Designers are taking part in creating homes to feel more like nature by inventing new interior pieces.
Michael Oechsle, an Australian designer, has presented a new lighting technology that is bio-powered. He says: “As a future orientated concept, it was designed to inspire the next generation of kitchen and home products”. He adds, “The idea just came from a lot of research and brainstorming about new combinations of sensory experiences and how these could be implemented in the ‘heart’ of the home.”
A toy garden within the lamp acts as a power source for the OLED lights. This new technology may be efficient, saving on bills and the environment. The lamp starts to produce the light when the natural lighting decreases. As long as the reservoir is topped up with fresh water, the “earth battery” may sustain power.
The new technology allows herbs to grow inside the torch, which may be used for cooking. The plants might grow upside-down; therefore the gravity-based watering system is designed to slowly infuse the ground, using a container located at the top. The reservoir is designed efficiently to minimize the water evaporation, which is inevitable during the natural process of the ordinary upright plants.
The large pot allows any small herbs to grow and even medium sized vegetables. By creating plants, the lamps may improve the air in the house. The luminaire far from needs to be plugged into a wall to work, as it relies on the autonomous concept.
The invention has already influenced other designers: “So all of a sudden there has been a lot of interest in the concept! I have far from any plans to put it into production anytime soon- however I’ll be keeping an eye out for any herb garden lights I see popping up anytime soon!” – Michaels says.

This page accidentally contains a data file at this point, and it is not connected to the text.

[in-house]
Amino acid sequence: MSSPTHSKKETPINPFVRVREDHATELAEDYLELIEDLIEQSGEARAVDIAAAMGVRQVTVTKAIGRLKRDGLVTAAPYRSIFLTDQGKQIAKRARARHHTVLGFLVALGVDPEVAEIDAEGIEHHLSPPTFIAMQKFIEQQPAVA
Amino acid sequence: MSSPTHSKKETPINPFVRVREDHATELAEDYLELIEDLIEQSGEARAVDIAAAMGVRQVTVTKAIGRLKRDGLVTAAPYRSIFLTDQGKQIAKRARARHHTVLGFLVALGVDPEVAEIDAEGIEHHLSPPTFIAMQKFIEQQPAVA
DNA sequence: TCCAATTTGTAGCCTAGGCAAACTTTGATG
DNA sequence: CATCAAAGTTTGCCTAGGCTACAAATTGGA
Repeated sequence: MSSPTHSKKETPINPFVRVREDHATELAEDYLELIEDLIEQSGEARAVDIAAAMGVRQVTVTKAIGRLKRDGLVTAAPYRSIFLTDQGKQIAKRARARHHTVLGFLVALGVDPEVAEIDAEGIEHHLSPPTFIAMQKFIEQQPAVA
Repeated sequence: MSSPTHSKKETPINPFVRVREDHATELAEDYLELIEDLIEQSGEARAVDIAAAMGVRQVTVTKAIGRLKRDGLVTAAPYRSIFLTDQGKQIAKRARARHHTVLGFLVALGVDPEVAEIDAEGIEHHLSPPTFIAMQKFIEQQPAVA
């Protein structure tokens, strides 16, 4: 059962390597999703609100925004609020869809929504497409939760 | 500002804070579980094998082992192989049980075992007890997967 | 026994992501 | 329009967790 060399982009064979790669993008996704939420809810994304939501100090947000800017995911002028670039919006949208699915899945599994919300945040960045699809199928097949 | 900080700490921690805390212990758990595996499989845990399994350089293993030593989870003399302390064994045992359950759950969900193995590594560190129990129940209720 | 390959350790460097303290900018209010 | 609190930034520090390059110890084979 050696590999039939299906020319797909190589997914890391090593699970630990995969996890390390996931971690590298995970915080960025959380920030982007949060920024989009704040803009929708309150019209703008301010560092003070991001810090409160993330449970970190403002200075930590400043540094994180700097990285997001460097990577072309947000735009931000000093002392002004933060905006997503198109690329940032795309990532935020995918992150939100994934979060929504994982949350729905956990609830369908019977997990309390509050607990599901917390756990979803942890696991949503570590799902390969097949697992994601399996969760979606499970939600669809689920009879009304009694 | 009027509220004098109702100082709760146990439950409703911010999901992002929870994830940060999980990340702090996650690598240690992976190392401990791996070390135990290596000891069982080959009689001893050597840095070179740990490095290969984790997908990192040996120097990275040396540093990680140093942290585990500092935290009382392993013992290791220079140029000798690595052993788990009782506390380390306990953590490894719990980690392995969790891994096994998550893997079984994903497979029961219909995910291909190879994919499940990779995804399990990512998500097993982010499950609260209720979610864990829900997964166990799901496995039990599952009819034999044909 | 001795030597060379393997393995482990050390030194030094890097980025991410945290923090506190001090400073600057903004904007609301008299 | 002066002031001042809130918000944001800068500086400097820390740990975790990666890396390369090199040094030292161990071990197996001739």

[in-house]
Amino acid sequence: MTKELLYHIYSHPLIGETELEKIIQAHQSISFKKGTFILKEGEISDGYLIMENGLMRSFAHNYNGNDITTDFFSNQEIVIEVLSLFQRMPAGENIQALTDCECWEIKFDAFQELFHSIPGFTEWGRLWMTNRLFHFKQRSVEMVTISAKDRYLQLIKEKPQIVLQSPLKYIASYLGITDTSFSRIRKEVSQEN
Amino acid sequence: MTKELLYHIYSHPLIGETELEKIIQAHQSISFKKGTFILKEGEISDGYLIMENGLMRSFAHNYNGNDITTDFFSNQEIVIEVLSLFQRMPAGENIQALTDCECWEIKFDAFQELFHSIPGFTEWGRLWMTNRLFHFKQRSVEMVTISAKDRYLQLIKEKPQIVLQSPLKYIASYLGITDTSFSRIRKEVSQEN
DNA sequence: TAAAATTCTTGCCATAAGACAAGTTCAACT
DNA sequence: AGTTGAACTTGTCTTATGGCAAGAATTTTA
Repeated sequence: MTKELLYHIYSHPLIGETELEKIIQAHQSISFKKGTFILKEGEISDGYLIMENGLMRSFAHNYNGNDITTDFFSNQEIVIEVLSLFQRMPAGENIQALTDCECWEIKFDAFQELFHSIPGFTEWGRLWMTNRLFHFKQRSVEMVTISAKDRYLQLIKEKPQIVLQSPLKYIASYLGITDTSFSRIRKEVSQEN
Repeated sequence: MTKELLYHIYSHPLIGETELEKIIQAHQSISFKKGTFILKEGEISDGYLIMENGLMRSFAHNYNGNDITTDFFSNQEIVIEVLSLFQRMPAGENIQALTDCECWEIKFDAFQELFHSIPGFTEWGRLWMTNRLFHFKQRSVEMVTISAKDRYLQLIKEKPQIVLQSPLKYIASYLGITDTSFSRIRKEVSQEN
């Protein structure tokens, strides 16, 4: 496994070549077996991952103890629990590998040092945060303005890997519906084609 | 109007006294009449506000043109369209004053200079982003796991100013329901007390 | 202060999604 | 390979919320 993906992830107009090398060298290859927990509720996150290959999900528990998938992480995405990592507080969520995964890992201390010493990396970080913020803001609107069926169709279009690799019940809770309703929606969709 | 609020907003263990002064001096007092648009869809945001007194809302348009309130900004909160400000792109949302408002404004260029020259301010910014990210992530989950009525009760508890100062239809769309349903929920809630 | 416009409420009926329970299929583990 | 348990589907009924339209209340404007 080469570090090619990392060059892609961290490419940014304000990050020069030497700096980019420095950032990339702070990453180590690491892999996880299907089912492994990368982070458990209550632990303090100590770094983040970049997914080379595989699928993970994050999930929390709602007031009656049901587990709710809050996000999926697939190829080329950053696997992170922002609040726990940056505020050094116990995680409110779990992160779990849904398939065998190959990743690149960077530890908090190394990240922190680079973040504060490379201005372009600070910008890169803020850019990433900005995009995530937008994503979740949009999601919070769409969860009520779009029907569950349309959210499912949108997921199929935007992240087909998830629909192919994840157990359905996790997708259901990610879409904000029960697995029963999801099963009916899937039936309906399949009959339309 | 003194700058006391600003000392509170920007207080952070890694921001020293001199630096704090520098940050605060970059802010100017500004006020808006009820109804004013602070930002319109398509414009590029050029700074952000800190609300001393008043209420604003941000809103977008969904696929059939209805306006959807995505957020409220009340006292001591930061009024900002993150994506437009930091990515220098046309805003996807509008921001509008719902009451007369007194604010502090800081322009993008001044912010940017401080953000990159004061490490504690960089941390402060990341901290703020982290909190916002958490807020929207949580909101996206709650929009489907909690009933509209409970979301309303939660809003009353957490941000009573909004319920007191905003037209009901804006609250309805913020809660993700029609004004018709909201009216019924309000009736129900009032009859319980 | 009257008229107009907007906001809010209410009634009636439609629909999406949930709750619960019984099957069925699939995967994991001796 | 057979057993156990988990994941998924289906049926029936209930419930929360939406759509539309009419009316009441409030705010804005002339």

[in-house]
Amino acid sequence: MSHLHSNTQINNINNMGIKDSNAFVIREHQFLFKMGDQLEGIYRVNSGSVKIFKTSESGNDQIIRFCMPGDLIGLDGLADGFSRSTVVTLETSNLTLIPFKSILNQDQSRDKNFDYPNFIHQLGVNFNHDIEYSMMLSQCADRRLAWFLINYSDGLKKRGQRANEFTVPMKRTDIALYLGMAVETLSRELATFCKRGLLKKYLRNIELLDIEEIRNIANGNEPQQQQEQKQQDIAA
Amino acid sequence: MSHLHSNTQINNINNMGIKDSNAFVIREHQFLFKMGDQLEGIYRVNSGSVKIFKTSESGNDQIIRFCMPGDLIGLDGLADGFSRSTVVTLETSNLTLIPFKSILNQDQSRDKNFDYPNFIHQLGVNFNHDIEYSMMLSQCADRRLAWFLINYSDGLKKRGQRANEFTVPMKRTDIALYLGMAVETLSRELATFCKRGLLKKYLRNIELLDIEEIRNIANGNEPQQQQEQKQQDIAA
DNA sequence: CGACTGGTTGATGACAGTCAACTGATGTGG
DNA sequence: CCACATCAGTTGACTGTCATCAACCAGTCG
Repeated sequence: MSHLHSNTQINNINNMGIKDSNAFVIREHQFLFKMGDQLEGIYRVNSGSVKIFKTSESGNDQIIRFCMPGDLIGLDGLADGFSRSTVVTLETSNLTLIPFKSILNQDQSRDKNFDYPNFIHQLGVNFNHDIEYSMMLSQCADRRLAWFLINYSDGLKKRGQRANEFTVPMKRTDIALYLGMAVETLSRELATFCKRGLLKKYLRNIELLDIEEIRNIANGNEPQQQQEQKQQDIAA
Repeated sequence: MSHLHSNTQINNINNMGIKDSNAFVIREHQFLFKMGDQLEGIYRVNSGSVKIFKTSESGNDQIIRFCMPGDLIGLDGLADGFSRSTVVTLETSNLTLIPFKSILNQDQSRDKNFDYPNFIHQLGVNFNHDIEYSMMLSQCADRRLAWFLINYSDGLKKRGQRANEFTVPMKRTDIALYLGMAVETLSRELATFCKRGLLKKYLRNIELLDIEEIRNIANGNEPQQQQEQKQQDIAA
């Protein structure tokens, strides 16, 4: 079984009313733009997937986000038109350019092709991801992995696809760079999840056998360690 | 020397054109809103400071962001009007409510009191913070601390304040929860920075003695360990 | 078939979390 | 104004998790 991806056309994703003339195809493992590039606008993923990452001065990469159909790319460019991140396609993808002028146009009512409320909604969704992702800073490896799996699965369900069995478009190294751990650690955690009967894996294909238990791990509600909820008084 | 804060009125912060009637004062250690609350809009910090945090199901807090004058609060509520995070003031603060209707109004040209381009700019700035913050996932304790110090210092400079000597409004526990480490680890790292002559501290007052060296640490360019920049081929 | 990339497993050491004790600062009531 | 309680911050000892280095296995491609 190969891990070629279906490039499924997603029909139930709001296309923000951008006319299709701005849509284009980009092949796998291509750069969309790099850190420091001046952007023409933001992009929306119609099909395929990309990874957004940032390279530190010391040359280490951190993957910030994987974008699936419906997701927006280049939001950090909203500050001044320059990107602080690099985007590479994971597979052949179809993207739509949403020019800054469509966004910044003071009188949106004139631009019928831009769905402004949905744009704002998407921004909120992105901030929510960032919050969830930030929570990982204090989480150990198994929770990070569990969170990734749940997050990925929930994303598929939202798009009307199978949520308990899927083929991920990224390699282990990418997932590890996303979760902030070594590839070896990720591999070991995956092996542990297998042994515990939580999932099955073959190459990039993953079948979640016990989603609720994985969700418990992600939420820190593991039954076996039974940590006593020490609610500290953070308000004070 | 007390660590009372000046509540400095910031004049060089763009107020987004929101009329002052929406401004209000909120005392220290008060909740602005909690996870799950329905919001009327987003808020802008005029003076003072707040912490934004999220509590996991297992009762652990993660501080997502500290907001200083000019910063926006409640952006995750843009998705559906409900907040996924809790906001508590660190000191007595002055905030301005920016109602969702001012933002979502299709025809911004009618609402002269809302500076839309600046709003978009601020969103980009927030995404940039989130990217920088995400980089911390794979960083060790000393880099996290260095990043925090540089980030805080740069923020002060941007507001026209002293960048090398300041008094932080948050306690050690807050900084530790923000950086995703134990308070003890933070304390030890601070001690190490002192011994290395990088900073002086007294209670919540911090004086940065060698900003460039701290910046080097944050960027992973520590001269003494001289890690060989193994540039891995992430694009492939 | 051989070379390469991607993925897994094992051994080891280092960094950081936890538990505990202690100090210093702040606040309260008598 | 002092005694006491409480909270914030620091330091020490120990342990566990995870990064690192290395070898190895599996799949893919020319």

In order to let housewives feel as if they were in the countryside, one more invention came out – a terrarium lamp. This concept, modeled by a Czech designer Krstyna Pojerova, also allows herbs, berries and plants to be brought into an indoor space. The terrarium luminaire is created from an oval shaped glass bowl and uses LED technology.
According to LED pioneer Roland Haitz, around 20 per cent of the electricity that is produced may be used for lighting. If every house substitutes current lamps with LED lamps, especially the ones that generate energy from soil, more than 25 per cent of the energy might be saved.
Michael says his LivingLight “is designed to exist in a future home using future technologies. That being said, the majority of the lamps would not be overly expensive to produce physically today- with the main body being molded cork polymer composite and glass components.
As for the OLED lights being powered by the soil and plants itself… who knows, maybe in 10 years that might be a real possibility!” It is yet unknown how much lamps like LivingLight may cost, however if people switched to alternative lighting it might save them on average £1,800 a year.
How might eco-friendly design technologies help maintain ecological balance?